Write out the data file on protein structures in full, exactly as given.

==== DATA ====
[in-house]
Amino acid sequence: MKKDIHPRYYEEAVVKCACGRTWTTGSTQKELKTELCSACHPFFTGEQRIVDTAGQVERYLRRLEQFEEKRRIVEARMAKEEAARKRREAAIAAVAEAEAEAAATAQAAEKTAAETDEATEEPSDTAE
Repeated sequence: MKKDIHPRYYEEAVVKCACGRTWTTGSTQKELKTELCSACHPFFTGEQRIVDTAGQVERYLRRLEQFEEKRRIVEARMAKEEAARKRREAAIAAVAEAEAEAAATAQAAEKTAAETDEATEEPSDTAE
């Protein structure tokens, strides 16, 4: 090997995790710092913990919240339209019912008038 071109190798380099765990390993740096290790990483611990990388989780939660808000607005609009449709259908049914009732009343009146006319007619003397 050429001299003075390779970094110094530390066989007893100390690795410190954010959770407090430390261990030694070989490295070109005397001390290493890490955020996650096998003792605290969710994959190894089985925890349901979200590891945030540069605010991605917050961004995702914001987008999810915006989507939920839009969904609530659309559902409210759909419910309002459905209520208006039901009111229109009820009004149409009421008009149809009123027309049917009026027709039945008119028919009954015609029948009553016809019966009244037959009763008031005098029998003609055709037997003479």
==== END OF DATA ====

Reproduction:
[in-house]
Amino acid sequence: MKKDIHPRYYEEAVVKCACGRTWTTGSTQKELKTELCSACHPFFTGEQRIVDTAGQVERYLRRLEQFEEKRRIVEARMAKEEAARKRREAAIAAVAEAEAEAAATAQAAEKTAAETDEATEEPSDTAE
Repeated sequence: MKKDIHPRYYEEAVVKCACGRTWTTGSTQKELKTELCSACHPFFTGEQRIVDTAGQVERYLRRLEQFEEKRRIVEARMAKEEAARKRREAAIAAVAEAEAEAAATAQAAEKTAAETDEATEEPSDTAE
């Protein structure tokens, strides 16, 4: 090997995790710092913990919240339209019912008038 071109190798380099765990390993740096290790990483611990990388989780939660808000607005609009449709259908049914009732009343009146006319007619003397 050429001299003075390779970094110094530390066989007893100390690795410190954010959770407090430390261990030694070989490295070109005397001390290493890490955020996650096998003792605290969710994959190894089985925890349901979200590891945030540069605010991605917050961004995702914001987008999810915006989507939920839009969904609530659309559902409210759909419910309002459905209520208006039901009111229109009820009004149409009421008009149809009123027309049917009026027709039945008119028919009954015609029948009553016809019966009244037959009763008031005098029998003609055709037997003479």